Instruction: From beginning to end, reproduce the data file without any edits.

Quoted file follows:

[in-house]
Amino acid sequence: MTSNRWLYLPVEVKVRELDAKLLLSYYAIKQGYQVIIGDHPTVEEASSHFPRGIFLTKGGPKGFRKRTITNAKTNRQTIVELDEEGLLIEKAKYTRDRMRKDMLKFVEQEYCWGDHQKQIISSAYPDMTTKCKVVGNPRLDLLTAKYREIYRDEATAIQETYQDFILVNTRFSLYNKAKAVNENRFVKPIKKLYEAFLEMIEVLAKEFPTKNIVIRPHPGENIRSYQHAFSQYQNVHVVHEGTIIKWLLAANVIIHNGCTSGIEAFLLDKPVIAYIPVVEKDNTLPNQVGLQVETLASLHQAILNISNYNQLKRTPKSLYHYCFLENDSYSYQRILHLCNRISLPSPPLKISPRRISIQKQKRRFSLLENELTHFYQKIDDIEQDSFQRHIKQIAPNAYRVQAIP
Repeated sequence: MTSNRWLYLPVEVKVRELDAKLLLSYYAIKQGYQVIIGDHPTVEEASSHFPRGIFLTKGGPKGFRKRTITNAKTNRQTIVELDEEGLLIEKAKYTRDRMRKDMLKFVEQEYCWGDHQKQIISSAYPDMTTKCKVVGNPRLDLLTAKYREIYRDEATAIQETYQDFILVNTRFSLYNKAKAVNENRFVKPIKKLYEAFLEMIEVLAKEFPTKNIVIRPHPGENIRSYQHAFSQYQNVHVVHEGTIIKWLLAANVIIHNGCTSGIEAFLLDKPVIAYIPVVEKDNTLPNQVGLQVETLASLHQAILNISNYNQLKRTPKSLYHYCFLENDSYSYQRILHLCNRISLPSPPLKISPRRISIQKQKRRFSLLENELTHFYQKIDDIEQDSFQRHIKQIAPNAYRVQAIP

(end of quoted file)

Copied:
[in-house]
Amino acid sequence: MTSNRWLYLPVEVKVRELDAKLLLSYYAIKQGYQVIIGDHPTVEEASSHFPRGIFLTKGGPKGFRKRTITNAKTNRQTIVELDEEGLLIEKAKYTRDRMRKDMLKFVEQEYCWGDHQKQIISSAYPDMTTKCKVVGNPRLDLLTAKYREIYRDEATAIQETYQDFILVNTRFSLYNKAKAVNENRFVKPIKKLYEAFLEMIEVLAKEFPTKNIVIRPHPGENIRSYQHAFSQYQNVHVVHEGTIIKWLLAANVIIHNGCTSGIEAFLLDKPVIAYIPVVEKDNTLPNQVGLQVETLASLHQAILNISNYNQLKRTPKSLYHYCFLENDSYSYQRILHLCNRISLPSPPLKISPRRISIQKQKRRFSLLENELTHFYQKIDDIEQDSFQRHIKQIAPNAYRVQAIP
Repeated sequence: MTSNRWLYLPVEVKVRELDAKLLLSYYAIKQGYQVIIGDHPTVEEASSHFPRGIFLTKGGPKGFRKRTITNAKTNRQTIVELDEEGLLIEKAKYTRDRMRKDMLKFVEQEYCWGDHQKQIISSAYPDMTTKCKVVGNPRLDLLTAKYREIYRDEATAIQETYQDFILVNTRFSLYNKAKAVNENRFVKPIKKLYEAFLEMIEVLAKEFPTKNIVIRPHPGENIRSYQHAFSQYQNVHVVHEGTIIKWLLAANVIIHNGCTSGIEAFLLDKPVIAYIPVVEKDNTLPNQVGLQVETLASLHQAILNISNYNQLKRTPKSLYHYCFLENDSYSYQRILHLCNRISLPSPPLKISPRRISIQKQKRRFSLLENELTHFYQKIDDIEQDSFQRHIKQIAPNAYRVQAIP